The Brave Calliopians.
Who flouts our " mechanical age," and with pessimist babble declares That machinery mo titers our manhood, and dulls down tho spirit that dareß? Let him turn t> the tale of Samoa, tho story of stout Captain Kane, And that fight with the storm of the Engines he trusted—nor trusted in vain. A now subject ft.r fong, and a strange one, the languid lutc-thrummoiß may sneer ; Fancy peeking a bard's inspiration in Engino, and Boiler, and Gear ! Fancy Pinder be-praising a Pi-ton, Catullus bechauting a Crank! Well, why not a brittle chip's "pcrcw," sir, a= well as a bitt'.e-steed's shank ? He who lhymed of the 'Good News from Gbetvfc.' ke who sa.ng ' The. Black Wariigal Horae,' M-'ght thrill English hearts with the tale of the gallant Calliope's course In tho teeth of that terrible gale, when the best that the brave and the bold Could do were of littls avail should those Engines perchance fail to hold ! But the Engines wrre b'g, Reunie's best, firm to stand tho fierce shock and the strain Of the thundering Typhoon's assaults, and he knew it, that stout Captain Kane; A'ld just as a wel'-mouuted lidcr will set his good steed at a leap, Which a man on a cripple must shirk, whence a man on a cocktail will creep, So Kane set his ship in the fac of the storm, slipped his cables, and stood For the broad open sea he Might reach—yes, if KennWri great Engines provid good. And now was the tirro for such test as the measured-mile trials knew not, Such strain as will find the least Haw, and such pressure as proves tho weak spot. Bad now if a draughtsman has bungled, bad now if a workman has scamped! Picture nov that swart First Engineer, as they circled, and thudded, and champed, Those shafts, and those rods, and those wheels, which he knows to a nut and a tooth. If those Titan arm "throws" aro forged fair, if those slides lun wi;h smoothness and truth, Who knows? They may ride out the gale, though the Canton and Nijwic ashore Lie wrecked on a reef, and the Trenton scirce faces tho hurricane's rear. " Huzzi!"' That's a cheer from the Trenton; brave hearts have those Yankees who hail The Calliope's plucky attempt, from the midst of a peril to paie Tho cheeks of Columbus himself. Hail Columbia ! the sound of that cheer Will follow us, gallant four hundred, this many and many a year. The loud-throbbing engines toil on through tho fieice billow-scourging wild blast. And—hurrah ! thanks to Kane and to Itcnnie, they're out of the sea-gate at last; The reef's in their rear, and sore pressed by the gale, but to battle it free, With machinery firm and unflawed, the Calliope stands out to sea. If a jookey has joy in his mount, if a sailor exults iu his yacht, If OmoncZc gets kudos all round, and the Volunteer's held a big pot, Pray why should not Captain and Maker be proud of such Engines as these ? So in drinking Kane's jolly good health, Punch will drink Rennio's too, if you please. —'Punch,'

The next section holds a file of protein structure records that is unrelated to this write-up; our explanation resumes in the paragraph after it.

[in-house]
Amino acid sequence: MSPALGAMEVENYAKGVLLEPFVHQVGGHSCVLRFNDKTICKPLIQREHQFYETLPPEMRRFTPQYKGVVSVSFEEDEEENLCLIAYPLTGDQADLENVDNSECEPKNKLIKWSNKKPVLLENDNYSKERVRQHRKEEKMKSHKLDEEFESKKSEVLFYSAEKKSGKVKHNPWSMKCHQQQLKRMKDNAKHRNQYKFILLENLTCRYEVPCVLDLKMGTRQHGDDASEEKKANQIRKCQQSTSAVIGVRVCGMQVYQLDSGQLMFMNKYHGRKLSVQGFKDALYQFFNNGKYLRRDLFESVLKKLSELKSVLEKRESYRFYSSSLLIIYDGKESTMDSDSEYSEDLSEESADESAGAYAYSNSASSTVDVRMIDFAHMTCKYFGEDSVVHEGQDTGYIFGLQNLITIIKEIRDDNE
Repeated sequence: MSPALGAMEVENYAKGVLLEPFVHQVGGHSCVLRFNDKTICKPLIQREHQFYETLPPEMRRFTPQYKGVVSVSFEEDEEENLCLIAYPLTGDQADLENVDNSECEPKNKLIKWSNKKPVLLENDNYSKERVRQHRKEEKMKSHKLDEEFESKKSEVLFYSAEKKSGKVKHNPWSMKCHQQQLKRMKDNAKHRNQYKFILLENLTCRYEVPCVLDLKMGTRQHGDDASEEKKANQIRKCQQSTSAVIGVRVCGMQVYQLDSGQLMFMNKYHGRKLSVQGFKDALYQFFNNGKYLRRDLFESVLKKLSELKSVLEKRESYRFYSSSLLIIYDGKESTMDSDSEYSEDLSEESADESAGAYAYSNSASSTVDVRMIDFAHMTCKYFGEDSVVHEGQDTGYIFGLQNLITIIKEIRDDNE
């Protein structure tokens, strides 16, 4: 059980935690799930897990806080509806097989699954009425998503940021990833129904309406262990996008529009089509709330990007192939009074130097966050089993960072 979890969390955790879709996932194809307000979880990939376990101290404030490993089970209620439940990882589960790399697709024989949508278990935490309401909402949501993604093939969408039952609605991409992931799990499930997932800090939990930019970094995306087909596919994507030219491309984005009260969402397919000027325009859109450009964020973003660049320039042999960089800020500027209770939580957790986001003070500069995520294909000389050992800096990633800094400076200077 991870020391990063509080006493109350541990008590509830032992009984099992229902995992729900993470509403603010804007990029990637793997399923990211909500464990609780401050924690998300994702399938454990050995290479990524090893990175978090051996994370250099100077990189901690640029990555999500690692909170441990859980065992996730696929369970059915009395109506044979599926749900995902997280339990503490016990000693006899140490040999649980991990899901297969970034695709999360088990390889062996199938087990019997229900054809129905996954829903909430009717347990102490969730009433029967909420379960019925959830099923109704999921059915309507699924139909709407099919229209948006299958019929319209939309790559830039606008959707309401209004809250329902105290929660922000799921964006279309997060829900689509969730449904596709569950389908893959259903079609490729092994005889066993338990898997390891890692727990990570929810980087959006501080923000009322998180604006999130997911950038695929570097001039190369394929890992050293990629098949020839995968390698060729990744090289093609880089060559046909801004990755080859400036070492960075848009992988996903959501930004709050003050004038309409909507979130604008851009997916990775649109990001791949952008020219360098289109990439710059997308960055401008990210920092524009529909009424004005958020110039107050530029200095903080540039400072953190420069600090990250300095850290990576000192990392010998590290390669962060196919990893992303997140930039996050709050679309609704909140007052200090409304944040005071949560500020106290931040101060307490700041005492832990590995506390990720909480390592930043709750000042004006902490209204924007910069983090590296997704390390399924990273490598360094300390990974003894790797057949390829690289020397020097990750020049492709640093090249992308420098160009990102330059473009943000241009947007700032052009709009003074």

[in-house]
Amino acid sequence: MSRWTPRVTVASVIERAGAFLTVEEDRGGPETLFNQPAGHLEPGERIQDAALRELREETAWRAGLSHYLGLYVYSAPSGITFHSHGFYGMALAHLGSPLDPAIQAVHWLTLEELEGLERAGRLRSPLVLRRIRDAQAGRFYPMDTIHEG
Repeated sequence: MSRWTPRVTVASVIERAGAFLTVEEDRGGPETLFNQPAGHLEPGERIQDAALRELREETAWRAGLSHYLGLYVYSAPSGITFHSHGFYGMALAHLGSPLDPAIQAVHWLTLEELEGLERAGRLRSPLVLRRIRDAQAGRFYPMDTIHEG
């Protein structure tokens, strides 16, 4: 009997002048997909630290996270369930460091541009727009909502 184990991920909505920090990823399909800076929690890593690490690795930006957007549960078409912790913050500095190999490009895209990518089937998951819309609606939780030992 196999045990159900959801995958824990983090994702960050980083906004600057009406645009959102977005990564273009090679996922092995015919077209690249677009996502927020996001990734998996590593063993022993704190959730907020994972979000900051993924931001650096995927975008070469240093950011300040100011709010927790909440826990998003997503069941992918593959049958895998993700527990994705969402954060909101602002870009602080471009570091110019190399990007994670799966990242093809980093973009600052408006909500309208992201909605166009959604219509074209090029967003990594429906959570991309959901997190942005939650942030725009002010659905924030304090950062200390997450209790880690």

Permanent link to this item
The Brave Calliopians., Evening Star, Issue 7946, 29 June 1889, Supplement
The Brave Calliopians. Evening Star, Issue 7946, 29 June 1889, Supplement
Using This Item
Allied Press Ltd is the copyright owner for the Evening Star. You can reproduce in-copyright material from this newspaper for non-commercial use under a Creative Commons New Zealand BY-NC-SA licence. This newspaper is not available for commercial use without the consent of Allied Press Ltd. For advice on reproduction of out-of-copyright material from this newspaper, please refer to the Copyright guide.